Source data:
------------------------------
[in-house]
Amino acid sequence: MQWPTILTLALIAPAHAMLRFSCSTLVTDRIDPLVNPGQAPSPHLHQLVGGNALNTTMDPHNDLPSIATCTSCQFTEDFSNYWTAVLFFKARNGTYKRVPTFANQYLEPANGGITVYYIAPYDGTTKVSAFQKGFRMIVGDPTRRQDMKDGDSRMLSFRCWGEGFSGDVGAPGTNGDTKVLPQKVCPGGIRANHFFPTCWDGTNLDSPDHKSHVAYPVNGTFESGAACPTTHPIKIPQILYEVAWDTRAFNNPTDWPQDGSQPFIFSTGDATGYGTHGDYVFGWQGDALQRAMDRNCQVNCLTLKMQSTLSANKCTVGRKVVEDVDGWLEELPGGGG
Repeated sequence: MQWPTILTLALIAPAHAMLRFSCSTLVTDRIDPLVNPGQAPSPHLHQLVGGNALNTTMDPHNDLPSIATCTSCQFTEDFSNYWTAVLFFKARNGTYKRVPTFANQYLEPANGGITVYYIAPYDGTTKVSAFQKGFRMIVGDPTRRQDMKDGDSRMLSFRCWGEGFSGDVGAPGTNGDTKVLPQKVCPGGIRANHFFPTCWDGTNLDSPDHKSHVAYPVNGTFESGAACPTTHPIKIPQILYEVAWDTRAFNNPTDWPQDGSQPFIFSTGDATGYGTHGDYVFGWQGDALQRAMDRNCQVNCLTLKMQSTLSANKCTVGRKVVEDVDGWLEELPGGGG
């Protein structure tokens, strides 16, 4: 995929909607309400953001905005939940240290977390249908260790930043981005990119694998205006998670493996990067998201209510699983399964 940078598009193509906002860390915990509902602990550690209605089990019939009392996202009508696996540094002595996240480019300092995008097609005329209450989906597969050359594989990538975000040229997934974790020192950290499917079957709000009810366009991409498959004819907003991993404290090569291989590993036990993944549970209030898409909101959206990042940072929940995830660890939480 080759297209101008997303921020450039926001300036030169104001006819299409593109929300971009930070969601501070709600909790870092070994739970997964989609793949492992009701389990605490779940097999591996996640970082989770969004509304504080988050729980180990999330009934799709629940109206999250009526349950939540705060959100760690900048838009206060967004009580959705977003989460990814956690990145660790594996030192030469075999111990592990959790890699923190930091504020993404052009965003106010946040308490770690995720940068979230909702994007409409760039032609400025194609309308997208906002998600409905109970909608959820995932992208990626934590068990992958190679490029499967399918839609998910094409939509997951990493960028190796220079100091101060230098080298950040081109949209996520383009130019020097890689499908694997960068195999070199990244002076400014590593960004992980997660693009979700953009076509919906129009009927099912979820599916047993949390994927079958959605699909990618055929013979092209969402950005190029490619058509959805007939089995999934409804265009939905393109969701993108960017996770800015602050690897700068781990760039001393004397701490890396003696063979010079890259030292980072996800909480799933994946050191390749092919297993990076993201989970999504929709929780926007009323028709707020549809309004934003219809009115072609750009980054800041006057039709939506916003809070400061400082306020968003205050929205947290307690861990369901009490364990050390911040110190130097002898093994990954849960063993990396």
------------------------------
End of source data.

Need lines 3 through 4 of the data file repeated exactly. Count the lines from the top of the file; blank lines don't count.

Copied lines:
Repeated sequence: MQWPTILTLALIAPAHAMLRFSCSTLVTDRIDPLVNPGQAPSPHLHQLVGGNALNTTMDPHNDLPSIATCTSCQFTEDFSNYWTAVLFFKARNGTYKRVPTFANQYLEPANGGITVYYIAPYDGTTKVSAFQKGFRMIVGDPTRRQDMKDGDSRMLSFRCWGEGFSGDVGAPGTNGDTKVLPQKVCPGGIRANHFFPTCWDGTNLDSPDHKSHVAYPVNGTFESGAACPTTHPIKIPQILYEVAWDTRAFNNPTDWPQDGSQPFIFSTGDATGYGTHGDYVFGWQGDALQRAMDRNCQVNCLTLKMQSTLSANKCTVGRKVVEDVDGWLEELPGGGG
């Protein structure tokens, strides 16, 4: 995929909607309400953001905005939940240290977390249908260790930043981005990119694998205006998670493996990067998201209510699983399964 940078598009193509906002860390915990509902602990550690209605089990019939009392996202009508696996540094002595996240480019300092995008097609005329209450989906597969050359594989990538975000040229997934974790020192950290499917079957709000009810366009991409498959004819907003991993404290090569291989590993036990993944549970209030898409909101959206990042940072929940995830660890939480 080759297209101008997303921020450039926001300036030169104001006819299409593109929300971009930070969601501070709600909790870092070994739970997964989609793949492992009701389990605490779940097999591996996640970082989770969004509304504080988050729980180990999330009934799709629940109206999250009526349950939540705060959100760690900048838009206060967004009580959705977003989460990814956690990145660790594996030192030469075999111990592990959790890699923190930091504020993404052009965003106010946040308490770690995720940068979230909702994007409409760039032609400025194609309308997208906002998600409905109970909608959820995932992208990626934590068990992958190679490029499967399918839609998910094409939509997951990493960028190796220079100091101060230098080298950040081109949209996520383009130019020097890689499908694997960068195999070199990244002076400014590593960004992980997660693009979700953009076509919906129009009927099912979820599916047993949390994927079958959605699909990618055929013979092209969402950005190029490619058509959805007939089995999934409804265009939905393109969701993108960017996770800015602050690897700068781990760039001393004397701490890396003696063979010079890259030292980072996800909480799933994946050191390749092919297993990076993201989970999504929709929780926007009323028709707020549809309004934003219809009115072609750009980054800041006057039709939506916003809070400061400082306020968003205050929205947290307690861990369901009490364990050390911040110190130097002898093994990954849960063993990396």